*Spoilers for Westworld season 2, episode 5*
Cowboys vs Samurai.
If those three words alone aren't enough to get the child in you excited, I don't know what will.
This week, Westworld finally delivers on the promise it teased way back in the season one finale, and brings Maeve's band of merry followers - and us, the viewing audience - into the weird and wonderful surroundings of the Japanese-themed Shogun World.
The result is nothing short of nerd nirvana.
Elements of geeky indulgence abound. Myriad pop culture influences are churned up and spliced together (hello feudal Japanese rendition of Paint It Black). The whole thing is a love letter to the stylised image we have of a particular time and place.
There are Geishas with deadly hair-pins. A power-drunk, dastardly Shogun. And, naturally, a night-time assault by ninjas ("S*** - Ninjas! F***ing hell!").
No expense was spared on the Shogun's warrior army (Photo: HBO/Sky)
And yes, we get to see people who have lived all their lives as 'cowboys', taking on hosts who are programmed to act like the classic version of the skilled, blade-wielding samurai. Given the tradition of Western movies remaking Samurai films, and the themes those two genres often share, this interplay feels surprisingly fitting.
In a fun fourth-wall breaking moment, it's noted that Shogun World is designed for those who find Westworld too tame.
"We based this park on Japan's Edo period," says Lee. "For the true aficionado of artful gore."
Hello to Hiroyuki Sanada
With this in mind, the delirious mash-up of Kurosawa, anime and any number of Hollywood screen takes on the Shogunate era is clearly self-aware. But to any TV or film fan who loves this kind of thing, it's irresistible.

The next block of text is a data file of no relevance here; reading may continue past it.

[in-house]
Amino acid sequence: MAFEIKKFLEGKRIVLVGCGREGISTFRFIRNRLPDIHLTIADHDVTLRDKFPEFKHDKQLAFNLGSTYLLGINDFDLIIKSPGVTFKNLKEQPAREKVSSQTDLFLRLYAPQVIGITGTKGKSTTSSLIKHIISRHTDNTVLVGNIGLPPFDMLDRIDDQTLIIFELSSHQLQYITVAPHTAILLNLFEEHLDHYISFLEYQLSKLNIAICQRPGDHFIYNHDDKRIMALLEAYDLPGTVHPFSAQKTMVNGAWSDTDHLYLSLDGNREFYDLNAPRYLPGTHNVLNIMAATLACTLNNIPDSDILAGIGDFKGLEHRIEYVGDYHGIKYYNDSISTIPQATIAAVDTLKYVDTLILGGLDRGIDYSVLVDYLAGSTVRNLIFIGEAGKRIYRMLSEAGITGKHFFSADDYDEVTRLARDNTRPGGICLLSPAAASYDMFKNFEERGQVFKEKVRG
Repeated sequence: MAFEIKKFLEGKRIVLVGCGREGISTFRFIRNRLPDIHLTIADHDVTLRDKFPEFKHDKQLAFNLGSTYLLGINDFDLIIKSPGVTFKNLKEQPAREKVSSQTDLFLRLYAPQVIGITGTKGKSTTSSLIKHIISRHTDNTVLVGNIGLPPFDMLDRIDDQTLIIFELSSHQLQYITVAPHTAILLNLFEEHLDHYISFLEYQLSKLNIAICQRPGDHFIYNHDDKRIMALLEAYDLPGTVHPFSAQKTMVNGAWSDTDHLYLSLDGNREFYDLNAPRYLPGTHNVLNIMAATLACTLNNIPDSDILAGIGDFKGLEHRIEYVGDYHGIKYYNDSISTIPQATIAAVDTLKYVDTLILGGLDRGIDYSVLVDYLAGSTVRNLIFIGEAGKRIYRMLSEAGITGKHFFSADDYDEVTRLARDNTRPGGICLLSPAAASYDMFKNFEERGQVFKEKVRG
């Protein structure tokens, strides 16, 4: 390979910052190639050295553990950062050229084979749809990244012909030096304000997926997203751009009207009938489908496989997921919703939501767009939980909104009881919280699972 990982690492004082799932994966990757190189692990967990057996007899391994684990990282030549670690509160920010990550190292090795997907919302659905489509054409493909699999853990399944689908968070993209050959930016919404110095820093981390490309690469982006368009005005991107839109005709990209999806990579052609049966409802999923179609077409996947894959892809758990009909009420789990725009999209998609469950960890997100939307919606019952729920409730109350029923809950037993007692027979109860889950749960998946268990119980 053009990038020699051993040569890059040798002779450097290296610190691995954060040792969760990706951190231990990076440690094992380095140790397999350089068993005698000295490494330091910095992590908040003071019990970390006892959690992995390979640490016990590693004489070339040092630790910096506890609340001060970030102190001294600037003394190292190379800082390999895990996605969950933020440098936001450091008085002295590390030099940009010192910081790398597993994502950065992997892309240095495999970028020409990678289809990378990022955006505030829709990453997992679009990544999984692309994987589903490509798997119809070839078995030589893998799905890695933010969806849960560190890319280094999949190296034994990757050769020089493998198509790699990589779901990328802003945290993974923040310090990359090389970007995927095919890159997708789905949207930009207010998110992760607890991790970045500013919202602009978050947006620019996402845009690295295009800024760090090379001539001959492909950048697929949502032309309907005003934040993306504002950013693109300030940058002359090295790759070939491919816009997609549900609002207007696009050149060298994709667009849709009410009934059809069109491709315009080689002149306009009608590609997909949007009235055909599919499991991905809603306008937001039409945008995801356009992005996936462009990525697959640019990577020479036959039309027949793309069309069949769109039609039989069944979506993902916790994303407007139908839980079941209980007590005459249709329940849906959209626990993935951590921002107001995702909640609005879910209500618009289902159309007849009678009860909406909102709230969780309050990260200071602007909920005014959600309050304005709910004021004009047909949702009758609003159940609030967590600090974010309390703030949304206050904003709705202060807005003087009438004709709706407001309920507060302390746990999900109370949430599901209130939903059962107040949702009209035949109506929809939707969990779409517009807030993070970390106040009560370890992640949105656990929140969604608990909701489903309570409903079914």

Against the backdrop of cherry blossom trees, cushioned sliding-door interiors and vast regal courtyards, the sight of Thandie Newton's Maeve donning a Kimono and wielding a sword is thrilling. The satirical edge around Westworld's time-travelling cultural tourism is in full flow too.
Fortunately, there's a dose of gravitas to go with all this excess.
Hiroyuki Sanada is both a cult genre actor - and a well-respected dramatic performer too (Photo: HBO/Sky)
The superb Japanese actor Hiroyuki Sanada is wonderfully charismatic and striking as the rogueish Shogun World equivalent of Hector - only with a suitably more noble backstory to match the quintessential wandering warrior archetype.
Sanada will be familiar to genre fans from his work in the original version of spine-tingling horror Ring, and the cult sci-fi movie Sunshine, as well as his myriad appearances in notable mainstream movies. But he is also one of his home nation's most renowned and respected performers.
His presence here is a genuine treat.
A proper buddy adventure
On a sheer production level, the ambition to venture into such a range of new sets, props, costumes and environments is commendable, and having much of a major US TV episode's dialogue conveyed in a foreign language with subtitles, equally so.
Maeve finds empathy and common ground with her own Shogun World double, helping her wreak bloody vengeance. The eventual final rampage where she is able to command the Shogun's warriors to commit mass murder-suicide is an enthralling power fantasy; her strut through the carnage around her stupendous.
"I told you, I found a new voice. Now we use it."
Maeve's Shogun World alter-ego (Photo: HBO/Sky)
The interplay between Maeve, Lee, Hector, Armistice, Felix and Sylvester is still a winning element too, thick with sharp gags and wry exchanges. It really does feel like a proper buddy adventure at times.
In some ways, this might be Westworld's daftest episode yet. But it is almost certainly its most fun.
Given the other hinted-at parks, just think what further delirious crossovers could be lying in wait...
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This article originally appeared on our sister site, iNews.
[Main photo: HBO/Sky]